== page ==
by Cason Benton, MD, FAAP

Preventing illness through vaccinations is foundational to pediatric care. During the pandemic, either because of decreased patient visits or through caregiver concerns about vaccines, vaccination rates protecting young teens from tetanus, pertussis, meningococcus, and cancers decreased. The Alabama Department of Public Health’s ImmPRINT registry indicates that for 11- to 13-year-olds, only 17 percent of patients were up to date on the vaccines for this age group: tetanus-diphtheria-pertussis (Tdap), 60 percent; human papillomavirus (HPV), 17 percent, and meningococcal (MenACWY), 51 percent (data as of July 13, 2021). 

#StayWell 2022: A Teen Vaccine Quality Improvement (QI) Learning Collaborative increases vaccinations statewide 

In 2022, 14 Alabama practices led by Heather Taylor, MD, FAAP from University Medical Center in Tuscaloosa worked collaboratively to increase teen vaccines by five percent over nine months using QI approaches. After assessing current clinic processes, clinic teams selected one or more change ideas to optimize vaccinations based on national recommendations.

Practices completed ACHIA’s self-paced educational modules from national vaccine and vaccine hesitancy experts (Tamera Coyne-Beasley, MD, MPH, FAAP, David Kimberlin, MD, FAAP, and Gregory Zimet, PhD, FSAHM), who also led lively discussions on these topics during monthly webinars.

QI coaches helped practices use tools such as Key Drivers, SMART Aims, Plan-Do-Study-Act cycles, Pareto Charts, and run charts during the monthly webinars. The most beneficial aspects of the collaborative noted by participants were the shared common barriers and ideas to overcome those barriers during peer-to-peer discussions.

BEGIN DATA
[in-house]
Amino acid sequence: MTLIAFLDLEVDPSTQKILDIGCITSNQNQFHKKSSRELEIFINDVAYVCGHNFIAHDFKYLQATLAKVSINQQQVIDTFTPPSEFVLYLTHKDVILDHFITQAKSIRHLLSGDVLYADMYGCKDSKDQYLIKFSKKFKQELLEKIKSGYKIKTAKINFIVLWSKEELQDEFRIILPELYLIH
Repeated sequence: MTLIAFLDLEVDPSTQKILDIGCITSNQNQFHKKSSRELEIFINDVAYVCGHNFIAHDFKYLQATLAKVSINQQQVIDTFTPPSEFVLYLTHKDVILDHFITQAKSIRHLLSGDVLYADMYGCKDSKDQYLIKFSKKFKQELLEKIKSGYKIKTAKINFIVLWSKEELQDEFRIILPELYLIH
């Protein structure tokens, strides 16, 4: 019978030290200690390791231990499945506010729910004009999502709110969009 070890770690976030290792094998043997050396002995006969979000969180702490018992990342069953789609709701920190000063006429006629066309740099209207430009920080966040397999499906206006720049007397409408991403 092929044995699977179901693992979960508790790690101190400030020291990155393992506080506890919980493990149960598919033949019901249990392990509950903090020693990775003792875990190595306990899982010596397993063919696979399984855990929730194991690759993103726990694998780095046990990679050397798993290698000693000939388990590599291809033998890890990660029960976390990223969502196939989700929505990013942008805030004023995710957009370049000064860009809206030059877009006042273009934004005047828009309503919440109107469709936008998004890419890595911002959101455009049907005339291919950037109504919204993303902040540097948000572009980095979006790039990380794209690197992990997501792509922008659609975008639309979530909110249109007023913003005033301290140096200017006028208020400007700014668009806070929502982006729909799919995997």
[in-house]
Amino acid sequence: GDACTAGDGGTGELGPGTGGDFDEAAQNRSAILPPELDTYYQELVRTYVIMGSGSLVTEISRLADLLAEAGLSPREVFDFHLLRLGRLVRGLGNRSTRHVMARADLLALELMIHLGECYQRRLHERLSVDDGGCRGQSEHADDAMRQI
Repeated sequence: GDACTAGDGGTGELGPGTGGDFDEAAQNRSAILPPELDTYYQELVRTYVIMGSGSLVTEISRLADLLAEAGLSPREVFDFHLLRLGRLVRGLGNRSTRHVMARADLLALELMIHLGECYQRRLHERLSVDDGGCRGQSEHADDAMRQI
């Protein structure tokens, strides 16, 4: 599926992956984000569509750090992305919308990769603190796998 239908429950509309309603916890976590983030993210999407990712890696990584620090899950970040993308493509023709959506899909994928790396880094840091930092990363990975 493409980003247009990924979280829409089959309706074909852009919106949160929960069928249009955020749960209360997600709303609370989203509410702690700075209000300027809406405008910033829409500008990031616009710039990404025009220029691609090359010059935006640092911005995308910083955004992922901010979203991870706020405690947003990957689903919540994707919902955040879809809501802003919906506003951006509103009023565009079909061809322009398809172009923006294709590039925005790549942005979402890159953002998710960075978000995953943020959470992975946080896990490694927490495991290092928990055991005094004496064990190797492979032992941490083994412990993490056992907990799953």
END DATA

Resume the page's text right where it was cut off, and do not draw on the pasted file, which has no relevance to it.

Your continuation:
Teen vaccines meet or exceed aims

The collaborative aim to increase Tdap, HPV, and MenACWY vaccinations by five percent was met and exceeded for all three. Participants said that the most impactful changes were:

  • Offering vaccines at younger ages and visits other than health supervision visits;

  • Establishing pre-clinic nursing chart reviews and huddles to assess vaccine needs;

  • Standing orders and using evidence-based communication strategies.

In addition to meeting the goal of improving vaccination rates, clinic teams also valued obtaining CME and ABP Maintenance of Certification Part II and IV credit as well as the enhanced team-building.

Sustaining Improvements

Participating practices serve as the medical home for 10 percent of Alabama’s 9- to 13-year-olds. With sustained improved vaccination rates, there will be substantial decreases in preventable illnesses and cancers in the decades to come. To support the continuation of best practices, ACHIA will provide annual vaccination rate data to practices for the next several years.

Improving your clinic's vaccination rates 

Those who did not participate in the collaborative can still apply the lessons learned in their practices by:

  • Accessing ACHIA resources. Begin with the Key Driver to craft your measurable aims and review hundreds of change ideas. 

  • Participating in the ACHIA Teen Vaccine Mini-Workshop led by Dr. Taylor at the Chapter's Spring meeting in May, which will emphasize peer-to-peer learning.

Best Vaccination Practices

  • Maintain immunization registries 

  • Standardize standing orders and reminder/recall workflows 

  • Create a culture supportive of vaccinations 

  • Expand opportunities to vaccinate 

  • Understand vaccine hesitancy and utilize evidence-based communication

This article first appeared in the First Quarter 2023 Edition of the Alabama Pediatrician Newsletter.